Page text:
- Make it part of the offboarding process to dedicate time to change passwords and deactivate accounts for any terminated employees.
- Also conduct a thorough review of a former employee’s computer or device to look for other profiles or accounts related to your business that may need to be changed or closed. Be sure to collect all company devices that the employee has in their possession at the time of termination.
Don’t forget about your smartphone
More and more of us rely on our smartphones for most of our communications and day-to-day work needs. To keep all that information safe:
- Enable remote tracking and data wiping on your device, so if it’s stolen, you can render your data irretrievable.
- Have a passcode, only download applications from trusted developers, install updates regularly, and don’t open attachments or click on any links received in suspicious or unsolicited texts or emails.
Back up regularly
Your data and information should be backed up regularly, not just as protection from cyber threats, but to keep your data intact in the event of a technology malfunction.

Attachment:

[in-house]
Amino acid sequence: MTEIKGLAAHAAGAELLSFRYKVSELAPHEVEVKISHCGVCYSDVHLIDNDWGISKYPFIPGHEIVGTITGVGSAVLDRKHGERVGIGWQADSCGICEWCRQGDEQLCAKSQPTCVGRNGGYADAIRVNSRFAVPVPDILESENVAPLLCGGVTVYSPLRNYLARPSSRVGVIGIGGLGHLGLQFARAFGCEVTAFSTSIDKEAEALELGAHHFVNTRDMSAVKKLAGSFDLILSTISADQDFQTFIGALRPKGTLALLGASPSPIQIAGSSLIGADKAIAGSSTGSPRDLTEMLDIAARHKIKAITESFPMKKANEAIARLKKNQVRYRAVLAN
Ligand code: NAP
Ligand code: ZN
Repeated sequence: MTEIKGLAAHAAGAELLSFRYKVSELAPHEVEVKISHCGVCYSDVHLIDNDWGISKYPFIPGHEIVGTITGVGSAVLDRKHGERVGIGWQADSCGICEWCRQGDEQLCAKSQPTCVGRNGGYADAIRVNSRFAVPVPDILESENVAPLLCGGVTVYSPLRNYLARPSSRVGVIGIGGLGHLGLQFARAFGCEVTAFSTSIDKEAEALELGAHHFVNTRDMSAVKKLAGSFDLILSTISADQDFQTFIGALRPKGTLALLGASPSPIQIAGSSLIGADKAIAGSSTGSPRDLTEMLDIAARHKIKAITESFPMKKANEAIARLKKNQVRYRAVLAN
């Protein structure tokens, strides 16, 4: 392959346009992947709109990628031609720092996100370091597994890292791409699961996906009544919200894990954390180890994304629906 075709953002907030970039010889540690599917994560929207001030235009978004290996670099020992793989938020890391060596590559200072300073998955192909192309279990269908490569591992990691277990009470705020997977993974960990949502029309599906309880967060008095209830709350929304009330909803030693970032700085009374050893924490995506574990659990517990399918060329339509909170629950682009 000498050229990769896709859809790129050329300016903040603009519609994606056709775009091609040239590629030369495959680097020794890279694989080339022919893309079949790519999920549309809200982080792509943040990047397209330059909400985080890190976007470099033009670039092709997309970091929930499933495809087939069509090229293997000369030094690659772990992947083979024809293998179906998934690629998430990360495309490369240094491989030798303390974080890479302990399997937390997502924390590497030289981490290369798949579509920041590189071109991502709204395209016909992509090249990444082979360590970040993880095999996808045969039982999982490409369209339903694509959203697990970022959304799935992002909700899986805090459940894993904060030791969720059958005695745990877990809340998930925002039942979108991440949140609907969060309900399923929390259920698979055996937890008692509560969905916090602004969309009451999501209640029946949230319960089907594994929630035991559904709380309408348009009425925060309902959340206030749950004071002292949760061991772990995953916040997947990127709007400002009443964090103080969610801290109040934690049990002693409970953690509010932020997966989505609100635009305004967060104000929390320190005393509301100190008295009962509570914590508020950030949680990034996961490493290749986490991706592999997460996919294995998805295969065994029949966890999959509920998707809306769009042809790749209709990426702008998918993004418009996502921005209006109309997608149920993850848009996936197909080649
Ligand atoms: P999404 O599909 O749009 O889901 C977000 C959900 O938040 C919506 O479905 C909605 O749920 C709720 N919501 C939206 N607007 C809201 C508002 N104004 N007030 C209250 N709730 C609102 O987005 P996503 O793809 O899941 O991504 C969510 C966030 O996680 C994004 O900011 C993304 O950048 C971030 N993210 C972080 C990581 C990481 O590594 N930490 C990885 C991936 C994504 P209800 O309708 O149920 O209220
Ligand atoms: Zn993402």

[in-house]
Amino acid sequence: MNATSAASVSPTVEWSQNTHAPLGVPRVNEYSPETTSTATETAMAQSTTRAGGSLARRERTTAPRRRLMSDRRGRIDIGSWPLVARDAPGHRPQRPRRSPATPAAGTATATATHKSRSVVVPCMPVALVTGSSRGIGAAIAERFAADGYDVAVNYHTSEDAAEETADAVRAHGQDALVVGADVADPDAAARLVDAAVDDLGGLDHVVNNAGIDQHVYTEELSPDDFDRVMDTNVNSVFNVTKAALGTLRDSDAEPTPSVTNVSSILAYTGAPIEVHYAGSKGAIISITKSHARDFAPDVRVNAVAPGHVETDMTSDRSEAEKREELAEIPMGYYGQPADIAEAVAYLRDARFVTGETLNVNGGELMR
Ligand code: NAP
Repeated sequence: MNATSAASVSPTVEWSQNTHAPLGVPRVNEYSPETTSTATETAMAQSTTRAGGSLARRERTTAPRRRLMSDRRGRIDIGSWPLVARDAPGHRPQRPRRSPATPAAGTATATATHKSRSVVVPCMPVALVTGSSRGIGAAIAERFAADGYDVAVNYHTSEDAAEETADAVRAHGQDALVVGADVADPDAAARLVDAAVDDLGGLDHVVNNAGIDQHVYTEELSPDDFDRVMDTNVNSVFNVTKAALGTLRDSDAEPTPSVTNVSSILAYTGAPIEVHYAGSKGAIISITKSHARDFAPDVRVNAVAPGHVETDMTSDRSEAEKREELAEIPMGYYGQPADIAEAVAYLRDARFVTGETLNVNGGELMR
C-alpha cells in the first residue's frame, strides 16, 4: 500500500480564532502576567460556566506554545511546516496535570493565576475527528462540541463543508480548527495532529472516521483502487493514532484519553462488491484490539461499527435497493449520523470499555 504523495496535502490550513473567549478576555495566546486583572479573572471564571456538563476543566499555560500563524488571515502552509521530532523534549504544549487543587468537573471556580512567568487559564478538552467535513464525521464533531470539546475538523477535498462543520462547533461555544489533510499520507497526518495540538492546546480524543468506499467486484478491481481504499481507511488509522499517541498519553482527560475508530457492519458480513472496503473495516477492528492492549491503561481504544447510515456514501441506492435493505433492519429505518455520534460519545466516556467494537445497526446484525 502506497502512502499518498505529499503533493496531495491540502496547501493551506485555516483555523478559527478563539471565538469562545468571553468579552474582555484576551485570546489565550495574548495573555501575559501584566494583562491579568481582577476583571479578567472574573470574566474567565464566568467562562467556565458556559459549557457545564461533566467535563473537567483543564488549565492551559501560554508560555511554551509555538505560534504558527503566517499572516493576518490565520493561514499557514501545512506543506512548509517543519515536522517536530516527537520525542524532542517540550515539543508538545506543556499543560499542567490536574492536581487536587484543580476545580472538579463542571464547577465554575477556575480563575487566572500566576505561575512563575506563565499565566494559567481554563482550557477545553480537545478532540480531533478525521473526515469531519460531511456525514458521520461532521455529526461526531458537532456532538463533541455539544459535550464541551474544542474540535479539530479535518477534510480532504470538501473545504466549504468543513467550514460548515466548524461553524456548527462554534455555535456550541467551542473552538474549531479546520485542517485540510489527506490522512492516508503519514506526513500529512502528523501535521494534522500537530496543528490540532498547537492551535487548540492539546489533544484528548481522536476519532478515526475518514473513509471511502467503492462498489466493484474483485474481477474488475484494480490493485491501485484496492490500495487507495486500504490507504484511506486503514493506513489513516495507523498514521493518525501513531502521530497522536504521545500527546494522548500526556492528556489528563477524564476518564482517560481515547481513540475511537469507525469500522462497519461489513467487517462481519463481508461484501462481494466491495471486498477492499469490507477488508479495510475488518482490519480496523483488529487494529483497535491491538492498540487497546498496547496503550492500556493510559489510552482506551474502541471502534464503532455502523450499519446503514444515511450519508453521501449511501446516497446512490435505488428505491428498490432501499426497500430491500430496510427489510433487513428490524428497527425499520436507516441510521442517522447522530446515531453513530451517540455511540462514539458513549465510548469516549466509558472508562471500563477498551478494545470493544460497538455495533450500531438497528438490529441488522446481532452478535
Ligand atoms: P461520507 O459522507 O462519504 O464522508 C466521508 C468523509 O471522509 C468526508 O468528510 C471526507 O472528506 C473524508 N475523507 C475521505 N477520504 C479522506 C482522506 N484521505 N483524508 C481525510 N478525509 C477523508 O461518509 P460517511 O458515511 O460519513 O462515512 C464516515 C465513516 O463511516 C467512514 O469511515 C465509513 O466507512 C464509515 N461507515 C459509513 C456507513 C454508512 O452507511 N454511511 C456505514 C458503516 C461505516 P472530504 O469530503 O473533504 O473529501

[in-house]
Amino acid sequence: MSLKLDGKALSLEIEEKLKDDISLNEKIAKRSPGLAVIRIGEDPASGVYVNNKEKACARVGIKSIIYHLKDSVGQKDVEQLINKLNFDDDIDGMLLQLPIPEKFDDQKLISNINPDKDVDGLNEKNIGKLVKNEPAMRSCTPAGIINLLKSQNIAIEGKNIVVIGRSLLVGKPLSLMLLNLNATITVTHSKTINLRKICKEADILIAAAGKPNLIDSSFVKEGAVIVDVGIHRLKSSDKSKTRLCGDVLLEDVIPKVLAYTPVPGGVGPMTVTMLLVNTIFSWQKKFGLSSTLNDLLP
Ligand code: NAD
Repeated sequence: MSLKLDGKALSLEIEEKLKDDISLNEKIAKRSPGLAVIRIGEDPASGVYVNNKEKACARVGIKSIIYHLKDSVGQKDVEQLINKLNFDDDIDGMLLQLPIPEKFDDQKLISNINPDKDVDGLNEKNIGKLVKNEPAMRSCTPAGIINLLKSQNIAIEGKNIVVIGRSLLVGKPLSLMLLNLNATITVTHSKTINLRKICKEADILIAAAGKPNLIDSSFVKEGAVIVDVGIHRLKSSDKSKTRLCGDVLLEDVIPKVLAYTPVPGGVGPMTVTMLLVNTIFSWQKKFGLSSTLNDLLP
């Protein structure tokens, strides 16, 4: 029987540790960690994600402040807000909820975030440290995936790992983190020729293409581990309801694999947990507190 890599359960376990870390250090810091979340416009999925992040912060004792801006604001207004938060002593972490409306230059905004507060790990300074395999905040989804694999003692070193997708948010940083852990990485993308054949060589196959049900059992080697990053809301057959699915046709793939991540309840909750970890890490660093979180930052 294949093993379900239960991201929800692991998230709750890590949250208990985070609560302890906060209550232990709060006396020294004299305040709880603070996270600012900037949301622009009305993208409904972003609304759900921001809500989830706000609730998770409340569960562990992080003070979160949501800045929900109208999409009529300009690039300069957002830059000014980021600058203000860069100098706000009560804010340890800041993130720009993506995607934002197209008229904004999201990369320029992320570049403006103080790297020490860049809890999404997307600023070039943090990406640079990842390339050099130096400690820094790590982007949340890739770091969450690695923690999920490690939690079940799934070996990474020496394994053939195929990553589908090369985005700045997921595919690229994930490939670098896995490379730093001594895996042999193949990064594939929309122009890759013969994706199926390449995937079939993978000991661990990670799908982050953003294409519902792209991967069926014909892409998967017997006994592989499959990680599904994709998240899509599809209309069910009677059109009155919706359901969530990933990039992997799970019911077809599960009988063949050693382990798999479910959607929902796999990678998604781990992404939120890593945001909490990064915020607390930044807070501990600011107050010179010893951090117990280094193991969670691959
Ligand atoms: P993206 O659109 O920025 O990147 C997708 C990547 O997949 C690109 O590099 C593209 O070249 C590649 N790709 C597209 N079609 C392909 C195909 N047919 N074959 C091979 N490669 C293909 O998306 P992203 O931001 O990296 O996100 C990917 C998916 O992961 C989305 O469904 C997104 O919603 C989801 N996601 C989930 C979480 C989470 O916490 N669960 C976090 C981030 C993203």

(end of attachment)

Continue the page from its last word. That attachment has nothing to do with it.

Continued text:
- If you work with third-party technology and software vendors, talk to them about their policies for performing regular backups to make sure your information is secure.
Tip: Keep your backups disconnected from the internet so that hackers have no way to access them.
Be proactive — and customize as you go
Any cybersecurity plan begins with being proactive. The tips above can help you get started, but you should also put together a plan specific to your company, its needs, and all potential threats. When determining your cybersecurity needs, consider the types of breaches most common in your industry. For instance, if your business is cloud-based with numerous connected devices, you’ll need a plan detailing how your employees access and treat secure information.
Cybersecurity threats can be a risk to your business — and they’re more common than ever. But arming yourself with knowledge and taking simple actions can help protect your business from security breaches.